Vancouver’s long awaited public bike-share program, Mobi (pronounced moe-bee), has begun a soft launch across the city.
Starting today (July 20), Vancouverites who sprung on discounted one-year Mobi memberships—which became available online following the system’s unveiling in May—can access more than 250 bikes across 23 docking stations.
Active docking stations are currently mapped on Mobi’s website, with more to be added within the next month. The majority of stations currently in operation are located within the downtown core. Many are also situated near landmarks such as Canada Place and Science World.
“There were 1,300 sites proposed by the public earlier this year,” Scott Edwards, the City of Vancouver’s manager of bike-share, tells the Straight by phone, “and we’re working to infill stations over the next number of weeks.”
The city notes that a Mobi application for smartphones will soon be available, which members can use on the go to find the nearest available bikes and docking stations.
Mobi’s designated cycling zone covers the Downtown Peninsula, and is bounded by Arbutus Street, 16th Avenue, and Main Street. Edwards hopes to at least double the number of stations available by the end of August, when the Mobi system will open to the general public.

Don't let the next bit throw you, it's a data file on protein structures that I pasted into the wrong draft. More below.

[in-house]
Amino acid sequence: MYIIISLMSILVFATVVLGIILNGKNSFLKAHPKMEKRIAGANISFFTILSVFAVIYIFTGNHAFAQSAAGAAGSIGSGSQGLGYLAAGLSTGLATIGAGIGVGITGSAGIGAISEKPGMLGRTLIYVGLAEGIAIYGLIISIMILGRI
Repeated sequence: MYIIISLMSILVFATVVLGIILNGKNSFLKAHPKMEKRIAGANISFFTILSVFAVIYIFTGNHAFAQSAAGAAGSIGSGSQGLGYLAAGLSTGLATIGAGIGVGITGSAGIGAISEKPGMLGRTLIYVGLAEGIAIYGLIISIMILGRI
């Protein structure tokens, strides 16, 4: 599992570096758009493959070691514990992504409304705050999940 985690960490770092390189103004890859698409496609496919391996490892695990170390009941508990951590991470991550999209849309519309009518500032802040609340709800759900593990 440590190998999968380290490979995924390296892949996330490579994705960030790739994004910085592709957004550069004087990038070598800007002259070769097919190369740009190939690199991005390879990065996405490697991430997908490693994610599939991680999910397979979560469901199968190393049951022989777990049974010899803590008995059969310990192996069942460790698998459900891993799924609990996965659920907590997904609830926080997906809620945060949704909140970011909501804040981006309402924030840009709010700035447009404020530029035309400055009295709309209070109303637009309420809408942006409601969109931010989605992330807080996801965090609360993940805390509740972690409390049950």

He notes that this soft launch will also serve as a troubleshooting period for both the city and operator CycleHop to determine when and where the bicycles are most often being used.
“We want to make sure that people have a good experience, and understand where additional bikes or docks are needed,” he says. “This is the time for us to work that out.”
All Mobi bikes come equipped with locks and helmets. Founding memberships for Mobi will be available online until July 31, and are $99 for one year of unlimited 30-minute rides or $129 for a one year of unlimited 60-minute rides.
These prices represent a discount of 50 percent off the regular price memberships. Additional passes, for unlimited one-day use, for example, will be available once the program officially rolls out to the general public.